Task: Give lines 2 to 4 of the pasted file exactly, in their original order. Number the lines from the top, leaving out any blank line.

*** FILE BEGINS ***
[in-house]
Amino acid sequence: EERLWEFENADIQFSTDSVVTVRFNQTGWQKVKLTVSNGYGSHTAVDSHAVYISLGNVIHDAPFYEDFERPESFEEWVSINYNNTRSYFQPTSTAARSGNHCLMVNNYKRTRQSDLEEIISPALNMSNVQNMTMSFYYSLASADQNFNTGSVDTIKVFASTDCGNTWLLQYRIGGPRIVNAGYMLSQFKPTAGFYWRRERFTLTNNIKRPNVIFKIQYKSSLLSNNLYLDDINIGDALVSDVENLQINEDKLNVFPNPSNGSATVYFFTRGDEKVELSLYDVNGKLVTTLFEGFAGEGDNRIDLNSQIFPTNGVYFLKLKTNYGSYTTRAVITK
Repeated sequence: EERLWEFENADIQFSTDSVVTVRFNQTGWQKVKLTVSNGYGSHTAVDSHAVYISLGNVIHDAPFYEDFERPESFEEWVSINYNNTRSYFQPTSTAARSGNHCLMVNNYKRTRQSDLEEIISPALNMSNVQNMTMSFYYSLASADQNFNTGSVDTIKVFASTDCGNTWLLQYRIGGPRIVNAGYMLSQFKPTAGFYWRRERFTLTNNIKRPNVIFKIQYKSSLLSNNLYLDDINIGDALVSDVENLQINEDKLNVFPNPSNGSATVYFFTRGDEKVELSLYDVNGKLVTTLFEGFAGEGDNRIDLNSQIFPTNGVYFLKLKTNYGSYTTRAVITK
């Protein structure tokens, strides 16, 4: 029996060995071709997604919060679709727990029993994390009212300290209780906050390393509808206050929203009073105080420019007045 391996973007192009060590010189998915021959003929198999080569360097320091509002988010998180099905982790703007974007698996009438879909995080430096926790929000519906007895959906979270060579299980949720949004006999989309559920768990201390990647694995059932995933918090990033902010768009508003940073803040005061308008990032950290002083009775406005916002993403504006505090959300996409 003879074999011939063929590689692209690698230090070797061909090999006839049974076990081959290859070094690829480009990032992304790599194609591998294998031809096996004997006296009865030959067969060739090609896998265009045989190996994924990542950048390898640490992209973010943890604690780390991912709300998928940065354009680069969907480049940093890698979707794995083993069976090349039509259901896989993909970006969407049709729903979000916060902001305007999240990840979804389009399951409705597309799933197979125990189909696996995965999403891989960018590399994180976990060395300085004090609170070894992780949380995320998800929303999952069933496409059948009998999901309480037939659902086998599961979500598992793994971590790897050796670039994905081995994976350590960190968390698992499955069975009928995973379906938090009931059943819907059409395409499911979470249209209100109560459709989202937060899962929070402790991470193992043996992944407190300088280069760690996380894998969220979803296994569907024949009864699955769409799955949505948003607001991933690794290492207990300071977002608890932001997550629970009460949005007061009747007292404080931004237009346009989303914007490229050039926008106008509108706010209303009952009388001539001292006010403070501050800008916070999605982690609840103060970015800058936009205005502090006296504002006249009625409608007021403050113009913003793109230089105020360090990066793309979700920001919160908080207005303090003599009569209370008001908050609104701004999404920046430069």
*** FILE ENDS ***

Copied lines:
Amino acid sequence: EERLWEFENADIQFSTDSVVTVRFNQTGWQKVKLTVSNGYGSHTAVDSHAVYISLGNVIHDAPFYEDFERPESFEEWVSINYNNTRSYFQPTSTAARSGNHCLMVNNYKRTRQSDLEEIISPALNMSNVQNMTMSFYYSLASADQNFNTGSVDTIKVFASTDCGNTWLLQYRIGGPRIVNAGYMLSQFKPTAGFYWRRERFTLTNNIKRPNVIFKIQYKSSLLSNNLYLDDINIGDALVSDVENLQINEDKLNVFPNPSNGSATVYFFTRGDEKVELSLYDVNGKLVTTLFEGFAGEGDNRIDLNSQIFPTNGVYFLKLKTNYGSYTTRAVITK
Repeated sequence: EERLWEFENADIQFSTDSVVTVRFNQTGWQKVKLTVSNGYGSHTAVDSHAVYISLGNVIHDAPFYEDFERPESFEEWVSINYNNTRSYFQPTSTAARSGNHCLMVNNYKRTRQSDLEEIISPALNMSNVQNMTMSFYYSLASADQNFNTGSVDTIKVFASTDCGNTWLLQYRIGGPRIVNAGYMLSQFKPTAGFYWRRERFTLTNNIKRPNVIFKIQYKSSLLSNNLYLDDINIGDALVSDVENLQINEDKLNVFPNPSNGSATVYFFTRGDEKVELSLYDVNGKLVTTLFEGFAGEGDNRIDLNSQIFPTNGVYFLKLKTNYGSYTTRAVITK
């Protein structure tokens, strides 16, 4: 029996060995071709997604919060679709727990029993994390009212300290209780906050390393509808206050929203009073105080420019007045 391996973007192009060590010189998915021959003929198999080569360097320091509002988010998180099905982790703007974007698996009438879909995080430096926790929000519906007895959906979270060579299980949720949004006999989309559920768990201390990647694995059932995933918090990033902010768009508003940073803040005061308008990032950290002083009775406005916002993403504006505090959300996409 003879074999011939063929590689692209690698230090070797061909090999006839049974076990081959290859070094690829480009990032992304790599194609591998294998031809096996004997006296009865030959067969060739090609896998265009045989190996994924990542950048390898640490992209973010943890604690780390991912709300998928940065354009680069969907480049940093890698979707794995083993069976090349039509259901896989993909970006969407049709729903979000916060902001305007999240990840979804389009399951409705597309799933197979125990189909696996995965999403891989960018590399994180976990060395300085004090609170070894992780949380995320998800929303999952069933496409059948009998999901309480037939659902086998599961979500598992793994971590790897050796670039994905081995994976350590960190968390698992499955069975009928995973379906938090009931059943819907059409395409499911979470249209209100109560459709989202937060899962929070402790991470193992043996992944407190300088280069760690996380894998969220979803296994569907024949009864699955769409799955949505948003607001991933690794290492207990300071977002608890932001997550629970009460949005007061009747007292404080931004237009346009989303914007490229050039926008106008509108706010209303009952009388001539001292006010403070501050800008916070999605982690609840103060970015800058936009205005502090006296504002006249009625409608007021403050113009913003793109230089105020360090990066793309979700920001919160908080207005303090003599009569209370008001908050609104701004999404920046430069």